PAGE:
The opinions expressed in this paper are solely those of the author in his private capacity, have not been reviewed by others, and should not be imputed to any public or private entity.

Conflicts of Interest

MB is an employee of the Department of Health and Human Services.

Editorial Notice

The corresponding author and co-authors of “Attitudes Toward Seeking Mental Health Services and Mobile Technology to Support the Management of Depression Among Black American Women: Cross-Sectional Survey Study" did not provide an Author Reply because the Letter to the Editor affirms their research findings and implications and they agree with the writer's comments.

  1. McCall T, Foster M, Schwartz TA. Attitudes toward seeking mental health services and mobile technology to support the management of depression among black American women: cross-sectional survey study. J Med Internet Res. Jul 19, 2023;25:e45766. [FREE Full text] [CrossRef] [Medline]
  2. Digital therapeutics for management and treatment in behavioral health. Substance Abuse and Mental Health Services Administration. Rockville, MD. National Mental Health and Substance Use Policy Laboratory; 2023. URL: [accessed 2023-08-21]
  3. Philippe TJ, Sikder N, Jackson A, Koblanski ME, Liow E, Pilarinos A, et al. Digital health interventions for delivery of mental health care: systematic and comprehensive meta-review. JMIR Ment Health. May 12, 2022;9(5):e35159. [FREE Full text] [CrossRef] [Medline]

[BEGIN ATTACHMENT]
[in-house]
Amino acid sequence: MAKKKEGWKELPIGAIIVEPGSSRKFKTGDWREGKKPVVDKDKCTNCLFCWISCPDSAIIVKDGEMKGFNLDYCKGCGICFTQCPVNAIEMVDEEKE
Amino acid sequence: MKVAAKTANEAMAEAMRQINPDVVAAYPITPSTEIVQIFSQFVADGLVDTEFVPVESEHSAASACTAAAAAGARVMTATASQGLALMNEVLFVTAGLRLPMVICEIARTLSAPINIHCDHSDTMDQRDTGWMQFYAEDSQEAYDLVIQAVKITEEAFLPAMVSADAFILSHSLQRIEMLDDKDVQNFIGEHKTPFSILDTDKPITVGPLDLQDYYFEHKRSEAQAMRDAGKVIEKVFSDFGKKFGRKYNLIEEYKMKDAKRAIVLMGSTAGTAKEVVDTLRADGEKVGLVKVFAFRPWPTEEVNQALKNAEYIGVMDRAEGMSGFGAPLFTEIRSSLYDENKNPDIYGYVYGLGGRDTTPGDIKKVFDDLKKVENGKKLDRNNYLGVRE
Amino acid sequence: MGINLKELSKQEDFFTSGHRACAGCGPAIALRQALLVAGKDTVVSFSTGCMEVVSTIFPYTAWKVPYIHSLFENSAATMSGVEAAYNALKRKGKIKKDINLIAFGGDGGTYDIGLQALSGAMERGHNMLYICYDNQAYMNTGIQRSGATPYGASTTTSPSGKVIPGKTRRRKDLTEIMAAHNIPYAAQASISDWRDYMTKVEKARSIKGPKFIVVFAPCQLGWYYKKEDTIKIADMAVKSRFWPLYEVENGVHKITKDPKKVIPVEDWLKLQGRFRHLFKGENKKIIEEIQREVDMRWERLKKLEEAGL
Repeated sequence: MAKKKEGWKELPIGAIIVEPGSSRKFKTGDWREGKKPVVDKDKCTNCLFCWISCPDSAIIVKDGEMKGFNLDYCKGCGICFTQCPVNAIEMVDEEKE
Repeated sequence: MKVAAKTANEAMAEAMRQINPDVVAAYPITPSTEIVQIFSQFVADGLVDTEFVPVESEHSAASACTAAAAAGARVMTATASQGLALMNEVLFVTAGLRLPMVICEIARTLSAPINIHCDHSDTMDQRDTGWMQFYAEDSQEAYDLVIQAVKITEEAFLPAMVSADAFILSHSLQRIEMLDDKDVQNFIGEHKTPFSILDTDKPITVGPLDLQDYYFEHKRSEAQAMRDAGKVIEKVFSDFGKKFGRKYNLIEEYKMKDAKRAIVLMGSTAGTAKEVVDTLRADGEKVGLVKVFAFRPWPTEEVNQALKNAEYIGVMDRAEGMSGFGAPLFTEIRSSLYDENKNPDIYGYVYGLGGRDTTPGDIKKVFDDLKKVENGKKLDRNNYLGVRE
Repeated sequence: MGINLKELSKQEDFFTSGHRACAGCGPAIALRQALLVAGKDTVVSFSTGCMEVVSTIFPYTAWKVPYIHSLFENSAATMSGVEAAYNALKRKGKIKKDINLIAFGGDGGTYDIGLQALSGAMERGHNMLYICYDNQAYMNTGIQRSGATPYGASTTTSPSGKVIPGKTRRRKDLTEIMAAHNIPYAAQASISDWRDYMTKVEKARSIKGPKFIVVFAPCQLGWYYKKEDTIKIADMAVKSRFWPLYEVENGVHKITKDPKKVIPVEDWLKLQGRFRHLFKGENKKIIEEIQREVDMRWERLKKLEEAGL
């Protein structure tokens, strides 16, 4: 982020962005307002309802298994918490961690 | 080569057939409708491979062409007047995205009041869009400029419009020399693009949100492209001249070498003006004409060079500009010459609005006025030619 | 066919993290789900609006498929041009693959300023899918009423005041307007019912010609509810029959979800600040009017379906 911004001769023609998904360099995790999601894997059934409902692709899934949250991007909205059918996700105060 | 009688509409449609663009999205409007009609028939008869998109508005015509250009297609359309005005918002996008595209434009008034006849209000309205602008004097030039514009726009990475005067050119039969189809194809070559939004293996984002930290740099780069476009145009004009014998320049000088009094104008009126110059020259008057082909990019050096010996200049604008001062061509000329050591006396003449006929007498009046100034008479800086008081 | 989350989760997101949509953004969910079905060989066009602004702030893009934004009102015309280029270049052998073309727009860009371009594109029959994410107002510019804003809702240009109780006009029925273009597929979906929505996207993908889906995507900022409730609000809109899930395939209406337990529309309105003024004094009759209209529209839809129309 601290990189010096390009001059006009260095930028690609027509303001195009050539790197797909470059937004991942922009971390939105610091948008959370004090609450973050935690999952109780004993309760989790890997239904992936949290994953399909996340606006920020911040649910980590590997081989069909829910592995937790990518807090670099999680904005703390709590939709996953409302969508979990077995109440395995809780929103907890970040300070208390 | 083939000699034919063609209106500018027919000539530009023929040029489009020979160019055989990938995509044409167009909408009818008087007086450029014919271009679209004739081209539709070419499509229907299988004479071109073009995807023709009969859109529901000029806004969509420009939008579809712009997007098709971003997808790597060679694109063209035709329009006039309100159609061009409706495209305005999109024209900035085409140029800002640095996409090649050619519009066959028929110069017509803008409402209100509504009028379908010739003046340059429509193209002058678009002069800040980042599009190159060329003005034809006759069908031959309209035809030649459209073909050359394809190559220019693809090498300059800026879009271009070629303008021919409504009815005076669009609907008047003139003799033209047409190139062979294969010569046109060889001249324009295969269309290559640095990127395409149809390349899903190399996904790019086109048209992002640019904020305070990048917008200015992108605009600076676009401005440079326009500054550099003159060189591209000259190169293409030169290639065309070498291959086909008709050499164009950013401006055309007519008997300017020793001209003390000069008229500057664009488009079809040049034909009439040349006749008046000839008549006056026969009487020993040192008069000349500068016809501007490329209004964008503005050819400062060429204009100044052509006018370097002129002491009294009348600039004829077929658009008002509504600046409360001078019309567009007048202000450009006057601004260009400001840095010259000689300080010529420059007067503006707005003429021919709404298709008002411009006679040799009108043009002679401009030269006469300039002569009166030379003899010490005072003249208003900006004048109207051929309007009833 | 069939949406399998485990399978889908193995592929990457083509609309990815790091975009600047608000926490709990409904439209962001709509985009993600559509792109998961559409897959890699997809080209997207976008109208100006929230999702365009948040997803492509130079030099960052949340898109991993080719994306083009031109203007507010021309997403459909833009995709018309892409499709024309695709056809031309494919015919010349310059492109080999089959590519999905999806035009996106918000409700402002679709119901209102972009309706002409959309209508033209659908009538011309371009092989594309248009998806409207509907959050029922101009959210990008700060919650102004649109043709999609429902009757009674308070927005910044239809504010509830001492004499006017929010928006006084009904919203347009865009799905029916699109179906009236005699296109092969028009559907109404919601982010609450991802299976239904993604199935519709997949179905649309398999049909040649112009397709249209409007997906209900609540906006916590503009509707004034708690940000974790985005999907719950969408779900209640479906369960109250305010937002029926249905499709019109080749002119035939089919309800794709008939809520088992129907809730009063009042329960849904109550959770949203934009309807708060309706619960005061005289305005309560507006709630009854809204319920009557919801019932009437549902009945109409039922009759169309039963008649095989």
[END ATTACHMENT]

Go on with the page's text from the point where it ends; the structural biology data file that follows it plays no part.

4. Wies B, Landers C, Ienca M. Digital mental health for young people: a scoping review of ethical promises and challenges. Front Digit Health. 2021;3:697072. [FREE Full text] [CrossRef] [Medline]
  5. Fortuna KL, Torous J, Depp CA, Jimenez DE, Areán PA, Walker R, et al. A future research agenda for digital geriatric mental healthcare. Am J Geriatr Psychiatry. Nov 2019;27(11):1277-1285. [FREE Full text] [CrossRef] [Medline]

Edited by T Leung; This is a non–peer-reviewed article. submitted 12.08.23; accepted 16.08.23; published 25.08.23.


©Mitchell Berger. Originally published in the Journal of Medical Internet Research (, 25.08.2023.

This is an open-access article distributed under the terms of the Creative Commons Attribution License (, which permits unrestricted use, distribution, and reproduction in any medium, provided the original work, first published in the Journal of Medical Internet Research, is properly cited. The complete bibliographic information, a link to the original publication on, as well as this copyright and license information must be included.